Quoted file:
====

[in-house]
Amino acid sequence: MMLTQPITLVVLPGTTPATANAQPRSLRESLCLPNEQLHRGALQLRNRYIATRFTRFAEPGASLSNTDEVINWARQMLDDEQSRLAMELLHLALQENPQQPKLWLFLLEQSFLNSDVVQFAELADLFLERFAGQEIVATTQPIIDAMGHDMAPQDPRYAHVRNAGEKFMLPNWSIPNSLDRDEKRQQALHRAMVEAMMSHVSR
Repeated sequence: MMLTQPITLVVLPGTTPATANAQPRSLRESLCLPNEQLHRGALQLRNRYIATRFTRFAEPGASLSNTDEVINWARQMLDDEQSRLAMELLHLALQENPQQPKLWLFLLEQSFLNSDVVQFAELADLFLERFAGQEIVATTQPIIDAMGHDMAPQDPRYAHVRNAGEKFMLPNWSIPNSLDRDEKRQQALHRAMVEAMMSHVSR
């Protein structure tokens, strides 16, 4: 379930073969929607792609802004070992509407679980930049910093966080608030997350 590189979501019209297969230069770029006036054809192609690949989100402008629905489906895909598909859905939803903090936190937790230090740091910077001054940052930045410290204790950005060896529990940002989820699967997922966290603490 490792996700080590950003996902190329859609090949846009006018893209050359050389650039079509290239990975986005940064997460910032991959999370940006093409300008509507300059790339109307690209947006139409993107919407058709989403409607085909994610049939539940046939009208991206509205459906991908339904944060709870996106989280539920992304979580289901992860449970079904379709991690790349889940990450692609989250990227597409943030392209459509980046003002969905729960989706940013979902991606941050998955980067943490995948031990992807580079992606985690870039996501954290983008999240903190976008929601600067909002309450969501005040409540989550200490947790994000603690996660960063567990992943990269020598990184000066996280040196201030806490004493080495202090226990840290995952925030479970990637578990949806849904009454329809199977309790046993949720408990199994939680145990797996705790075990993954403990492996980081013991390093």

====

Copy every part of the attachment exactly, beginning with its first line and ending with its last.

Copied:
[in-house]
Amino acid sequence: MMLTQPITLVVLPGTTPATANAQPRSLRESLCLPNEQLHRGALQLRNRYIATRFTRFAEPGASLSNTDEVINWARQMLDDEQSRLAMELLHLALQENPQQPKLWLFLLEQSFLNSDVVQFAELADLFLERFAGQEIVATTQPIIDAMGHDMAPQDPRYAHVRNAGEKFMLPNWSIPNSLDRDEKRQQALHRAMVEAMMSHVSR
Repeated sequence: MMLTQPITLVVLPGTTPATANAQPRSLRESLCLPNEQLHRGALQLRNRYIATRFTRFAEPGASLSNTDEVINWARQMLDDEQSRLAMELLHLALQENPQQPKLWLFLLEQSFLNSDVVQFAELADLFLERFAGQEIVATTQPIIDAMGHDMAPQDPRYAHVRNAGEKFMLPNWSIPNSLDRDEKRQQALHRAMVEAMMSHVSR
């Protein structure tokens, strides 16, 4: 379930073969929607792609802004070992509407679980930049910093966080608030997350 590189979501019209297969230069770029006036054809192609690949989100402008629905489906895909598909859905939803903090936190937790230090740091910077001054940052930045410290204790950005060896529990940002989820699967997922966290603490 490792996700080590950003996902190329859609090949846009006018893209050359050389650039079509290239990975986005940064997460910032991959999370940006093409300008509507300059790339109307690209947006139409993107919407058709989403409607085909994610049939539940046939009208991206509205459906991908339904944060709870996106989280539920992304979580289901992860449970079904379709991690790349889940990450692609989250990227597409943030392209459509980046003002969905729960989706940013979902991606941050998955980067943490995948031990992807580079992606985690870039996501954290983008999240903190976008929601600067909002309450969501005040409540989550200490947790994000603690996660960063567990992943990269020598990184000066996280040196201030806490004493080495202090226990840290995952925030479970990637578990949806849904009454329809199977309790046993949720408990199994939680145990797996705790075990993954403990492996980081013991390093």